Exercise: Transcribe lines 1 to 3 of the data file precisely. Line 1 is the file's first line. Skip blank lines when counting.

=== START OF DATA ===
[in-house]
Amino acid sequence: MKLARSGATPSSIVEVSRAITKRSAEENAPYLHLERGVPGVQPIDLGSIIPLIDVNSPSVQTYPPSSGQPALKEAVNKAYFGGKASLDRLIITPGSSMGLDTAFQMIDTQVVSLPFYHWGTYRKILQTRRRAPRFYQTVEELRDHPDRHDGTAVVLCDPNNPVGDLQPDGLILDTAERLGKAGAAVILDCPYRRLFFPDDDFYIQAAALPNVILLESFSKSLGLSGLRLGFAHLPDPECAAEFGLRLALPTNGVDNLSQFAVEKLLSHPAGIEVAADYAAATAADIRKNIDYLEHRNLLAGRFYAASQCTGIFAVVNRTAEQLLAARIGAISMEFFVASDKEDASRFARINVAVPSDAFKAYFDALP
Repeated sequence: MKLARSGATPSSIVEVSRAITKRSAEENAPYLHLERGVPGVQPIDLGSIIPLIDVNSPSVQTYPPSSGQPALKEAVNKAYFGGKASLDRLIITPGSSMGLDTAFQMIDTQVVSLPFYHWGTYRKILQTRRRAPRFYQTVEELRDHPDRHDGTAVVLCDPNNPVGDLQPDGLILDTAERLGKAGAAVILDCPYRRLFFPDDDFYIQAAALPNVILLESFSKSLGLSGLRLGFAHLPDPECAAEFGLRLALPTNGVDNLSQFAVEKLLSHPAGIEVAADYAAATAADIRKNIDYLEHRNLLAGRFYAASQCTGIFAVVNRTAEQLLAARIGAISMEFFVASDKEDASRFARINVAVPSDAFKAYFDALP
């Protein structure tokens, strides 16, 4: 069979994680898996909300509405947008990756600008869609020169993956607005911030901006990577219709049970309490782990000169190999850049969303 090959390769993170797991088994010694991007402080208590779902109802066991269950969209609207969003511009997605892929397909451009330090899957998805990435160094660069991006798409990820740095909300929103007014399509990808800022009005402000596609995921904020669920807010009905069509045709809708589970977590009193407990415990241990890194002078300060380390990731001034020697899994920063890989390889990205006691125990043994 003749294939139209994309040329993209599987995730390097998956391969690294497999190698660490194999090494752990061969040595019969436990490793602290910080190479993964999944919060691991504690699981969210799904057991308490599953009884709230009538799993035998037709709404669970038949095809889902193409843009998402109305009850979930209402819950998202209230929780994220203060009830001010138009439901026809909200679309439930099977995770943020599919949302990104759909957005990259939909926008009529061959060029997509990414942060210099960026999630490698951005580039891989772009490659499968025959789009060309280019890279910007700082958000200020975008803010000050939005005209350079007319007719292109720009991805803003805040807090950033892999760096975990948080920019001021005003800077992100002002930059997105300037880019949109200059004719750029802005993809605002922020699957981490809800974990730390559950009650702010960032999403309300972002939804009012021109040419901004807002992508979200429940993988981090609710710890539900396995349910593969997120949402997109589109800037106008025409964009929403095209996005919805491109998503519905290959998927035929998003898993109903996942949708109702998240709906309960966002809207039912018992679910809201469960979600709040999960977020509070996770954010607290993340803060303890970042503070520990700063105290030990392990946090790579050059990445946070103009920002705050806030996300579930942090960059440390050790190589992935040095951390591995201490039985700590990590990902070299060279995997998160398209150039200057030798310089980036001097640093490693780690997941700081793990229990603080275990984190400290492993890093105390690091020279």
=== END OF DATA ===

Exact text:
[in-house]
Amino acid sequence: MKLARSGATPSSIVEVSRAITKRSAEENAPYLHLERGVPGVQPIDLGSIIPLIDVNSPSVQTYPPSSGQPALKEAVNKAYFGGKASLDRLIITPGSSMGLDTAFQMIDTQVVSLPFYHWGTYRKILQTRRRAPRFYQTVEELRDHPDRHDGTAVVLCDPNNPVGDLQPDGLILDTAERLGKAGAAVILDCPYRRLFFPDDDFYIQAAALPNVILLESFSKSLGLSGLRLGFAHLPDPECAAEFGLRLALPTNGVDNLSQFAVEKLLSHPAGIEVAADYAAATAADIRKNIDYLEHRNLLAGRFYAASQCTGIFAVVNRTAEQLLAARIGAISMEFFVASDKEDASRFARINVAVPSDAFKAYFDALP
Repeated sequence: MKLARSGATPSSIVEVSRAITKRSAEENAPYLHLERGVPGVQPIDLGSIIPLIDVNSPSVQTYPPSSGQPALKEAVNKAYFGGKASLDRLIITPGSSMGLDTAFQMIDTQVVSLPFYHWGTYRKILQTRRRAPRFYQTVEELRDHPDRHDGTAVVLCDPNNPVGDLQPDGLILDTAERLGKAGAAVILDCPYRRLFFPDDDFYIQAAALPNVILLESFSKSLGLSGLRLGFAHLPDPECAAEFGLRLALPTNGVDNLSQFAVEKLLSHPAGIEVAADYAAATAADIRKNIDYLEHRNLLAGRFYAASQCTGIFAVVNRTAEQLLAARIGAISMEFFVASDKEDASRFARINVAVPSDAFKAYFDALP